The truth emerged at her death. Rubinstein was, it transpired, born in 1915, the daughter of Russian Jewish and Irish immigrants , and brought up in bourgeois affluence in South Hampstead, where she attended South Hampstead Girl’s School. Here she was a keen sportswoman, while at home her amateur dramatist and verse-writing father, regularly treated her to theatre trips, fostering a strong interest in English history and drama that never left her.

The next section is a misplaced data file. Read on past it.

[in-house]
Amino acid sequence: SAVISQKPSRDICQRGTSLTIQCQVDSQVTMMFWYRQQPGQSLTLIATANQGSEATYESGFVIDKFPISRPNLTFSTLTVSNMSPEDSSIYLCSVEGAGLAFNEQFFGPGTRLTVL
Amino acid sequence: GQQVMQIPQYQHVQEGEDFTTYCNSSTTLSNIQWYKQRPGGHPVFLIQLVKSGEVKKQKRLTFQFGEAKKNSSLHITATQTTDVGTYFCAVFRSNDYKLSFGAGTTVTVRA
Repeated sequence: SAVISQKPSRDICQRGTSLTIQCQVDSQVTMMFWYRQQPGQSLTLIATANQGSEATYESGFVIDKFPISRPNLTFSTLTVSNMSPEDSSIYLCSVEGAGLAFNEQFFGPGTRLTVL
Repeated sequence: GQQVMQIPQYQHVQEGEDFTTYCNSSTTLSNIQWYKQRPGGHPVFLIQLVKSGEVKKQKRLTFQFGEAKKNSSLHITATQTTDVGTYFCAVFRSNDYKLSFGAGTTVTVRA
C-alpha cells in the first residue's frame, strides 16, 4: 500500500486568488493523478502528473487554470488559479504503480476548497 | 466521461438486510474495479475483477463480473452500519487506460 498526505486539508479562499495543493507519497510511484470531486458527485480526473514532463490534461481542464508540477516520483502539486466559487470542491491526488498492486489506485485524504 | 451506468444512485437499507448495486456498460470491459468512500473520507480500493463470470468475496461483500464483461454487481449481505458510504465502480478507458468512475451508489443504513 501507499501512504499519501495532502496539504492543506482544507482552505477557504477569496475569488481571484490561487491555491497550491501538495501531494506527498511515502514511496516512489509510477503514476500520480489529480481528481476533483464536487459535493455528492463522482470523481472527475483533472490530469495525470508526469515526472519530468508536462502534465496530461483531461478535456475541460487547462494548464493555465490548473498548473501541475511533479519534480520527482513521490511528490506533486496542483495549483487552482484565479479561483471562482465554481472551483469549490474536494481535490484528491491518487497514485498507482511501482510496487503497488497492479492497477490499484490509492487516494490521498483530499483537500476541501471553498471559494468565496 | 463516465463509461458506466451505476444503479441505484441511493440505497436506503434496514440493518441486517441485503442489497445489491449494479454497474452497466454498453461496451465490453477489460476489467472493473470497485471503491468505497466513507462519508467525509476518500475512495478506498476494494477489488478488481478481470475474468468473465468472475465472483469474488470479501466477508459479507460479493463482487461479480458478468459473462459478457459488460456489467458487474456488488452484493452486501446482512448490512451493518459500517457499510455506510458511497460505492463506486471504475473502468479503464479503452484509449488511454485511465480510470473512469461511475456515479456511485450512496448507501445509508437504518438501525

At London University she studied journalism with a view to writing full time. Her first book, Autumn Term ( 1948 ) was published in the hope that its success would enable her to forge a reputation as a serious novelist, but so well was it received that she decided to continue writing for teenagers. In all she published 13 between 1948 and 1982. Four are school stories centred on the Marlow twins and their fellow pupils at the independent Kingscote School, and six are home stories also featuring the Marlows. Forest also wrote historical novels. All the books are well-written and distinctively intelligent in their handling of the teenage psyche. Part of their appeal, one suspects, is that unlike the many public school stories that trade on the vicarious relish of grammar school products like myself for the values of a vanished race of upper or upper middle class toffs, Forest writes about the progeny of a meritocratic, educated middle-class. Her father was, after all, a cultured member of the bourgeoisie and his values seem to have been inherited by his daughter. It is also significant, I think that Forest converted to Catholicism at the onset of her career and for the remainder of her life embraced the conservatism that characterises many converts. When asked to describe herself she replied with passion. ‘Middle-class, narrow-minded, anti-progressive, and PROUD OF IT ‘.